Things to Do In Lisbon, Portugal

Jeronimos Monastery in Lisbon Portugal

What are some things to do in Lisbon, Portugal?  How should you spend your time there?  Well, however, you want of course!  Travel is about the experience, so don’t get too hung up on seeing everything your first time. Enjoy all the new sights, food and culture of your new destination.  

Here’s how I spent 2 days in Lisbon, Portugal to get you started with some ideas.

Where: Lisbon, Portugal
How Long: 2 Days
Weather: Mostly rainy and windy
Traveling Companion: Moe (my childhood friend, read more about our friendship here)
Day 1: The Jeronimos Monastery, Monument to the Discoveries, Pasteis de Belem
Day 2: Riding Tram 28, Alfama Neighborhood, LX Factory
Useful Info: Getting Around, Where We Stayed, Places to Eat

Day 1


We stayed at the Flores Guest House while in Lisbon and they had the cutest breakfast delivery ever! Each room had a little hook outside the door where they would deliver your breakfast basket by 8:00 a.m. every morning.  Then whenever you were up and ready, you just opened your front door and retrieved your basket.

The baskets are filled with fruit, bread, meat and cheese, juice and a “surprise” item, that usually consisted of fresh baked good.  You could put in requests to tailor the basket more to your preferences. For example, we asked instead of the meat and cheese if we could just have extra fruit for the rest of our stay.

Basket of fruit and pastries from hotel in Lisbon

This basket was made up of croissants, rolls, fruit, jam and orange juice.

So after enjoying our lovely breakfast, we went to catch the bus to visit the Jeronimos Monastery.  

Jeronimos Monastery  Lisbon, Portugal


  • Arrive early (preferably before noon) as the lines can get long.  
  • The Jeronimos Monastery costs €10. You can pay an additional €2 for a combo ticket to also visit their National Archaeological Museum.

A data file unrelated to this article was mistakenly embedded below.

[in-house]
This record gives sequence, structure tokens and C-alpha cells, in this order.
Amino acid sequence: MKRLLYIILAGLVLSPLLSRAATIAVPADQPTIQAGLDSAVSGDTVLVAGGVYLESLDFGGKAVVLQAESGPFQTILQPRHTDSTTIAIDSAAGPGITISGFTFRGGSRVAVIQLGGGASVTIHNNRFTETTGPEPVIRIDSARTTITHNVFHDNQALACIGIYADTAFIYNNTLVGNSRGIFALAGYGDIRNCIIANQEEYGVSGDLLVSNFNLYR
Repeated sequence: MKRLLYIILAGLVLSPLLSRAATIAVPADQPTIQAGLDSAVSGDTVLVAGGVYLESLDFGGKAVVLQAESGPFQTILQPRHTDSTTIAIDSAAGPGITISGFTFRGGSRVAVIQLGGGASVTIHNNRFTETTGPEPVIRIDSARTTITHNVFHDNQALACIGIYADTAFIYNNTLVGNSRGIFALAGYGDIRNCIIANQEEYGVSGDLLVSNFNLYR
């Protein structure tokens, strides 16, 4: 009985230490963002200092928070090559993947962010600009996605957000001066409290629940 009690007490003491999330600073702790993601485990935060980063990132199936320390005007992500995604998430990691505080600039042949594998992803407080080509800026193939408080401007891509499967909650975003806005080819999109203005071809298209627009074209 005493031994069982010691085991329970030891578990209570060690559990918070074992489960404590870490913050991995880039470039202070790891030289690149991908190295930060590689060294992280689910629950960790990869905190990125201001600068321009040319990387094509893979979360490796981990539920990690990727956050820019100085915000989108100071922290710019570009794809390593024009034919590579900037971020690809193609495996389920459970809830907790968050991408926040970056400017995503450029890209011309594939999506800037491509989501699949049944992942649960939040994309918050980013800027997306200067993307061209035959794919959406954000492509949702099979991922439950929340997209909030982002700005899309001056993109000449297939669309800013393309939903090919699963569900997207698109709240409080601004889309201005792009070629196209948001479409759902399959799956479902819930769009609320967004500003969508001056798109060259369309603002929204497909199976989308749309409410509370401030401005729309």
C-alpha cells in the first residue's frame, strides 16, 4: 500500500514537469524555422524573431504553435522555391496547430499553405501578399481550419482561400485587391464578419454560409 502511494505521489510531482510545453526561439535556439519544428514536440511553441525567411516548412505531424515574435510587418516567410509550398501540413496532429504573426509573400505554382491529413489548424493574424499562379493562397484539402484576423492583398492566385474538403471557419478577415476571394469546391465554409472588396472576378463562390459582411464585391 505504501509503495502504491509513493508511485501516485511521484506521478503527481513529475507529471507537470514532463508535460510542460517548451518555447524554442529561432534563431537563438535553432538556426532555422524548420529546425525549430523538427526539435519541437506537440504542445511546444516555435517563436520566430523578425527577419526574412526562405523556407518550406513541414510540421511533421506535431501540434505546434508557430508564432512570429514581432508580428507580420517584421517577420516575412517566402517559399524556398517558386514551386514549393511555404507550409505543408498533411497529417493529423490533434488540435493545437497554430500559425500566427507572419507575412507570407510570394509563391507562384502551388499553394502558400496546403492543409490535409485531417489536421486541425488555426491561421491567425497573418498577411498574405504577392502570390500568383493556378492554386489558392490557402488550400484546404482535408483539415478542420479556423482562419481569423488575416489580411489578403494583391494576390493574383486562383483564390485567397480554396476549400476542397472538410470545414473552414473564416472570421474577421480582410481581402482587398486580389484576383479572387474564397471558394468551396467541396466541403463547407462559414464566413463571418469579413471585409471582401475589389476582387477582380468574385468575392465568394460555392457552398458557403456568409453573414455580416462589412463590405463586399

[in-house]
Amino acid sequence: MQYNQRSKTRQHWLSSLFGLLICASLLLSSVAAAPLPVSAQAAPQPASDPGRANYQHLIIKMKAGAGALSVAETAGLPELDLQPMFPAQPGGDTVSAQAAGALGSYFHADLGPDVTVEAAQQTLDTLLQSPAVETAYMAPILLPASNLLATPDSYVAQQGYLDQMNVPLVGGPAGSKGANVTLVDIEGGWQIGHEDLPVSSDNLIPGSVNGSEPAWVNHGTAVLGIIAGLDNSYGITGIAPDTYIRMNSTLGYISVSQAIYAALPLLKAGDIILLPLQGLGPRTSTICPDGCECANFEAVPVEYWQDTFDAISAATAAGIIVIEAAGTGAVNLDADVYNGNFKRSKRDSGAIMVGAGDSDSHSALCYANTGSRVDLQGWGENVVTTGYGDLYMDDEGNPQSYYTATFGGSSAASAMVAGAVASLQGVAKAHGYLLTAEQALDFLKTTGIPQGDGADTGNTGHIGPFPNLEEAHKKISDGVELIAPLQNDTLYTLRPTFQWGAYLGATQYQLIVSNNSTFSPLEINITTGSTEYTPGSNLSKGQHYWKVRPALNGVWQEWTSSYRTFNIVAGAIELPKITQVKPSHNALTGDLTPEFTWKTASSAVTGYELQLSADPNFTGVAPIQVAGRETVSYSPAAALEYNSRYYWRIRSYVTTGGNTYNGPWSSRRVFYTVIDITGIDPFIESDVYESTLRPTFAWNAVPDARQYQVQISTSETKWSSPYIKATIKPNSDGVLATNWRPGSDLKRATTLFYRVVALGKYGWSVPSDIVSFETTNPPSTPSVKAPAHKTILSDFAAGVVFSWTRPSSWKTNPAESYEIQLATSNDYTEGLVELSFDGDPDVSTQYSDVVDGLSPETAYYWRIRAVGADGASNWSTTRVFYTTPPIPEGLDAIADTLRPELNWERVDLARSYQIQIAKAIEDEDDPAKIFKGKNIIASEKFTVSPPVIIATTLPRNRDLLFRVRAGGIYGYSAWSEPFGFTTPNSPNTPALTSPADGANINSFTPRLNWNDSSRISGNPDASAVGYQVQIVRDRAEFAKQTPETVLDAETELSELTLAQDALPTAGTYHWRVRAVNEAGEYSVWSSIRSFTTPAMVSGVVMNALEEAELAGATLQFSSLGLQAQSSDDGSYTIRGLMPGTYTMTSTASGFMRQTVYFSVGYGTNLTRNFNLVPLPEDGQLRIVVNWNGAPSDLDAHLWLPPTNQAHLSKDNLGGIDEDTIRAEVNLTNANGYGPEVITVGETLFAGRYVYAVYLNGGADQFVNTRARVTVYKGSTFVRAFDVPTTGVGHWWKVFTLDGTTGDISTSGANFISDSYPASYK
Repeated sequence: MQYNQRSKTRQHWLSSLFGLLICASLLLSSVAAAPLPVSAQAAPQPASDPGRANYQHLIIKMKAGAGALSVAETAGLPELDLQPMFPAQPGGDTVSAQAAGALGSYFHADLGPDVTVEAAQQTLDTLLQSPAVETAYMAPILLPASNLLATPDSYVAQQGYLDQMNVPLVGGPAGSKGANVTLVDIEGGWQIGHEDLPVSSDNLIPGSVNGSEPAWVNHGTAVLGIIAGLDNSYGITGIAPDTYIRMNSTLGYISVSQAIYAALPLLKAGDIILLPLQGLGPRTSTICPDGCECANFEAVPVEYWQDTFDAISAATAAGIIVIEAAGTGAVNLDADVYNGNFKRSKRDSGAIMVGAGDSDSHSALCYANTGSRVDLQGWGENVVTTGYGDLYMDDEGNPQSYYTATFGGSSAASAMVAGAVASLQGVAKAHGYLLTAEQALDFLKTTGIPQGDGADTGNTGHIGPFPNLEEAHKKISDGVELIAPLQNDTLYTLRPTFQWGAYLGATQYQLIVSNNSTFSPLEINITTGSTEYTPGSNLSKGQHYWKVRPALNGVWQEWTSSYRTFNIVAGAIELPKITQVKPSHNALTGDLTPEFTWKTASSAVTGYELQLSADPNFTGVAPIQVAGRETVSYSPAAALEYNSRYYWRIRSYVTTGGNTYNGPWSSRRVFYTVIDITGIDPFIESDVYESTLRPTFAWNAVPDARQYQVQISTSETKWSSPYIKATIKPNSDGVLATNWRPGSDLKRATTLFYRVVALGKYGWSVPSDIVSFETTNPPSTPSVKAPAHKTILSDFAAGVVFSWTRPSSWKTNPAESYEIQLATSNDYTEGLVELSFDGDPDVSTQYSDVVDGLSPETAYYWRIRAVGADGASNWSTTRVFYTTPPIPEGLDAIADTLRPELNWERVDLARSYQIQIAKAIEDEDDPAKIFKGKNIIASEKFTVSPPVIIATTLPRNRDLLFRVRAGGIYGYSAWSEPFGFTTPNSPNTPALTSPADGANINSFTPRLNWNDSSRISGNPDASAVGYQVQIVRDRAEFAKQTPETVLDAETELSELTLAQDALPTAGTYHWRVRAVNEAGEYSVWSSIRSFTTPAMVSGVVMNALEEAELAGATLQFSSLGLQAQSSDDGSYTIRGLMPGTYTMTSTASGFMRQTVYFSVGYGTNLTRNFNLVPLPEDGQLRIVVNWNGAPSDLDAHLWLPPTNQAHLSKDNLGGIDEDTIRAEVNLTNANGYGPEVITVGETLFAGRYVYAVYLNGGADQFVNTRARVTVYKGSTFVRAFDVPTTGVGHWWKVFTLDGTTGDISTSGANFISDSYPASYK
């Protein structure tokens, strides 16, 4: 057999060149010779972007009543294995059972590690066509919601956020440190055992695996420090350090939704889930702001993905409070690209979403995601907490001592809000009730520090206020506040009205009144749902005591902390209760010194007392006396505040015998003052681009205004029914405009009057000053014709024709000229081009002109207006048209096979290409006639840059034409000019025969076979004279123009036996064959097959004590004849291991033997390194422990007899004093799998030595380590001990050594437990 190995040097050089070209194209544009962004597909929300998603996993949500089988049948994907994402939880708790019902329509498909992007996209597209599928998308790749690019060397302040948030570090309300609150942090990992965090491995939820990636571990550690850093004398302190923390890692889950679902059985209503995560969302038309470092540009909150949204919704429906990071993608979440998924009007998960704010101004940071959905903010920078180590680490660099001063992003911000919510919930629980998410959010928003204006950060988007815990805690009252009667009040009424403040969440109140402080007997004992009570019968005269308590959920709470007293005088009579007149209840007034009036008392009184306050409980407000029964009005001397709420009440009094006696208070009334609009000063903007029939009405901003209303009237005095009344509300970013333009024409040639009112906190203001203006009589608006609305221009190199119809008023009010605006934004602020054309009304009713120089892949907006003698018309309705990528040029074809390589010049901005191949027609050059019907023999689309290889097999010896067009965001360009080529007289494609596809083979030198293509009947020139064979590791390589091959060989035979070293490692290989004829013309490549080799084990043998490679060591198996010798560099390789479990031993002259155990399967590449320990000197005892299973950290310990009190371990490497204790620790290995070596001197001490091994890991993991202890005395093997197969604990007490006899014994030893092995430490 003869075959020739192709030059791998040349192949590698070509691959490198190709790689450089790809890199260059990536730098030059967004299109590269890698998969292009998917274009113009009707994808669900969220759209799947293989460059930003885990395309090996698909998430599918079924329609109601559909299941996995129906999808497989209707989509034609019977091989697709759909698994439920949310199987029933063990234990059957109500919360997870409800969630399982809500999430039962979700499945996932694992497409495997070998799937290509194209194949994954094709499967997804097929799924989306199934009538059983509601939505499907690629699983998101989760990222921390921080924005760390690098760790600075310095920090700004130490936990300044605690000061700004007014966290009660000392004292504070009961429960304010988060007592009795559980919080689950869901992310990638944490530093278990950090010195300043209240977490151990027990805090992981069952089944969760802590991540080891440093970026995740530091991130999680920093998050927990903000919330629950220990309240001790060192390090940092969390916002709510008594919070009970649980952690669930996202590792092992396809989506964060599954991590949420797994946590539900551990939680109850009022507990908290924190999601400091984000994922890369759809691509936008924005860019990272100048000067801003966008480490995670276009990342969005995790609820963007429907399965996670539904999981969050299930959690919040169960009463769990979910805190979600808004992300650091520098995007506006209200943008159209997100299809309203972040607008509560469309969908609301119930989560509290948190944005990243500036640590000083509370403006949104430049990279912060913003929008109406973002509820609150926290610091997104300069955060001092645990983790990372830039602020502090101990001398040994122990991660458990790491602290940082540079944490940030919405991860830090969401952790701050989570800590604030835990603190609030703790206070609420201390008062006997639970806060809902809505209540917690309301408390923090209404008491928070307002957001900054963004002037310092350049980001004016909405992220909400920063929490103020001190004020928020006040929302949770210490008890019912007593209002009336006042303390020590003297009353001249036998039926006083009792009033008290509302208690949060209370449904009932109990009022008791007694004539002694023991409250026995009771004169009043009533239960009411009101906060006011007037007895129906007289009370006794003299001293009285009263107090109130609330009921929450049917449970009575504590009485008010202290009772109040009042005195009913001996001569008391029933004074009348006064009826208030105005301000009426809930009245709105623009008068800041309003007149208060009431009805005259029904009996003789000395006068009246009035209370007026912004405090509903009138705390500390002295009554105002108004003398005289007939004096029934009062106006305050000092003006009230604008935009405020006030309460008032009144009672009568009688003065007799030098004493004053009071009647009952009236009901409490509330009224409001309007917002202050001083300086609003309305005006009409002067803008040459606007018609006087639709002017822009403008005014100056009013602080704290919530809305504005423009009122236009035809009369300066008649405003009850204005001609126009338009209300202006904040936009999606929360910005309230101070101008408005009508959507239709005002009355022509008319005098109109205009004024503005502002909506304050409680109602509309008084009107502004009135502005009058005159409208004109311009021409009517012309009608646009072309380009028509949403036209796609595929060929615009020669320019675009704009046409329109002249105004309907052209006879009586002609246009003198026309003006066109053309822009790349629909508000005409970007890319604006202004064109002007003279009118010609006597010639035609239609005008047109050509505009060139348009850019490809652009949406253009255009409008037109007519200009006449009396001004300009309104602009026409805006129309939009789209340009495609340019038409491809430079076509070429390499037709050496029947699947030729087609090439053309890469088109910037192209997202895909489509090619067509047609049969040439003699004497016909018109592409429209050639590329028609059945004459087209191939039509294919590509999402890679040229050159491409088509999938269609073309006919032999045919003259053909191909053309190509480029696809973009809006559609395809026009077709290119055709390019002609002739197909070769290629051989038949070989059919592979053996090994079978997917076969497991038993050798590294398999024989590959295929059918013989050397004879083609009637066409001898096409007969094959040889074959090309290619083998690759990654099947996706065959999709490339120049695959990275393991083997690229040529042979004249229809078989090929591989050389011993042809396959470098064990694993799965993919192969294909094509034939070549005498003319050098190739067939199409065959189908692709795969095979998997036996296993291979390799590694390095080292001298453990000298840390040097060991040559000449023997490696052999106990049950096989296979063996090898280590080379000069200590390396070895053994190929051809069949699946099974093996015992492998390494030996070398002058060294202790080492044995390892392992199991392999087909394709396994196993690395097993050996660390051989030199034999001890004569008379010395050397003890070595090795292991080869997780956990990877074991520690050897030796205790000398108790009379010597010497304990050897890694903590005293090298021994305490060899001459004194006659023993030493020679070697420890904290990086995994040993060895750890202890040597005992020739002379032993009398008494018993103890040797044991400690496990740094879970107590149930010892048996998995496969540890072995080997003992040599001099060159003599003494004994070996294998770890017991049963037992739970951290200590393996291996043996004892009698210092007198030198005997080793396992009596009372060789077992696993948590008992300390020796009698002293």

• Additionally, you can also purchase this combo ticket at the National Archaeology Museum (in case the ticket line at the monastery is too long – purchase there and then skip the line at the monastery) OR you can also buy a combo ticket at Belem Tower should you choose to see that first.
  • Plan to visit Pasteis de Belem either before or after, it’s totally worth it!

For more information on hours and directions visit the official Jeronimos Monastery website.


Jeronimos Monastery in Lisbon Portugal.

This view is across the street from the beautiful Jeronimos Monastery.

The Monastery is 500 years old and is beautiful inside and out.  It is architecturally stunning! The intricate carvings all throughout it will keep you gasping in awe as you walk around each corner and discover something new. It is no wonder that it has been classified as a UNESCO World Heritage Site.  

Jeronimos Monastery Cloister

The cloister inside the monastery.

Jeronimos Monastery is constructed out of limestone and took 100 years to build.  I can just imagine them chiseling out the beautiful carvings by hand.  That’s some dedication to detail!

Jeronimos Monastery gargoyles

There are faces, creatures and designs carved everywhere.

Limestone archways

Beautiful limestone archways that overlook the cloister.

Pasteis de Belem   Lisbon, Portugal

After visiting the Monastery we walked a few blocks up the street to try pastel de nata at Pasteis de Belem.  Pastel de nata (or pasteis de nata for plural) is a Portuguese custard tart and is a must try when in Lisbon. Pasteis de Belem was the top rated place to have pasteis de nata in all of Lisbon.  They use the same recipe that the monks at Jeronimos Monastery created in 1837.